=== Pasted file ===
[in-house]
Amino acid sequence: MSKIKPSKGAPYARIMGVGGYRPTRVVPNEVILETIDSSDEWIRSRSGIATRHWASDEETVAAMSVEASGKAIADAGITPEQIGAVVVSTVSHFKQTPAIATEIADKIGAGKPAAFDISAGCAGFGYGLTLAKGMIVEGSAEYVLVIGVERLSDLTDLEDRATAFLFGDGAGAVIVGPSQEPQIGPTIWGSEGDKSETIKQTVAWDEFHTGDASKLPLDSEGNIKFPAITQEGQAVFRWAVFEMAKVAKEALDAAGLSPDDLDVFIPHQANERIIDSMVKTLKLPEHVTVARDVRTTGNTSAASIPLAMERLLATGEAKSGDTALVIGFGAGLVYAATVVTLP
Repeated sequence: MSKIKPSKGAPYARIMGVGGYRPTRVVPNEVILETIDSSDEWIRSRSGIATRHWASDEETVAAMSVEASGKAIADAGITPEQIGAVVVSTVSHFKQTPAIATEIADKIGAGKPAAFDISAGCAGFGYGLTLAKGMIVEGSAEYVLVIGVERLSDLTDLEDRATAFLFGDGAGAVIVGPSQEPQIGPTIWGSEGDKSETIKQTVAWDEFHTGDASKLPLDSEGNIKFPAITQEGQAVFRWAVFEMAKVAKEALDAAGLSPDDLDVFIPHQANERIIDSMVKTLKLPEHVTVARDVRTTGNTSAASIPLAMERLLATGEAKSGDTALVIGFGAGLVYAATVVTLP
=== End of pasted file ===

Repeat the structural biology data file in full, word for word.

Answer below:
[in-house]
Amino acid sequence: MSKIKPSKGAPYARIMGVGGYRPTRVVPNEVILETIDSSDEWIRSRSGIATRHWASDEETVAAMSVEASGKAIADAGITPEQIGAVVVSTVSHFKQTPAIATEIADKIGAGKPAAFDISAGCAGFGYGLTLAKGMIVEGSAEYVLVIGVERLSDLTDLEDRATAFLFGDGAGAVIVGPSQEPQIGPTIWGSEGDKSETIKQTVAWDEFHTGDASKLPLDSEGNIKFPAITQEGQAVFRWAVFEMAKVAKEALDAAGLSPDDLDVFIPHQANERIIDSMVKTLKLPEHVTVARDVRTTGNTSAASIPLAMERLLATGEAKSGDTALVIGFGAGLVYAATVVTLP
Repeated sequence: MSKIKPSKGAPYARIMGVGGYRPTRVVPNEVILETIDSSDEWIRSRSGIATRHWASDEETVAAMSVEASGKAIADAGITPEQIGAVVVSTVSHFKQTPAIATEIADKIGAGKPAAFDISAGCAGFGYGLTLAKGMIVEGSAEYVLVIGVERLSDLTDLEDRATAFLFGDGAGAVIVGPSQEPQIGPTIWGSEGDKSETIKQTVAWDEFHTGDASKLPLDSEGNIKFPAITQEGQAVFRWAVFEMAKVAKEALDAAGLSPDDLDVFIPHQANERIIDSMVKTLKLPEHVTVARDVRTTGNTSAASIPLAMERLLATGEAKSGDTALVIGFGAGLVYAATVVTLP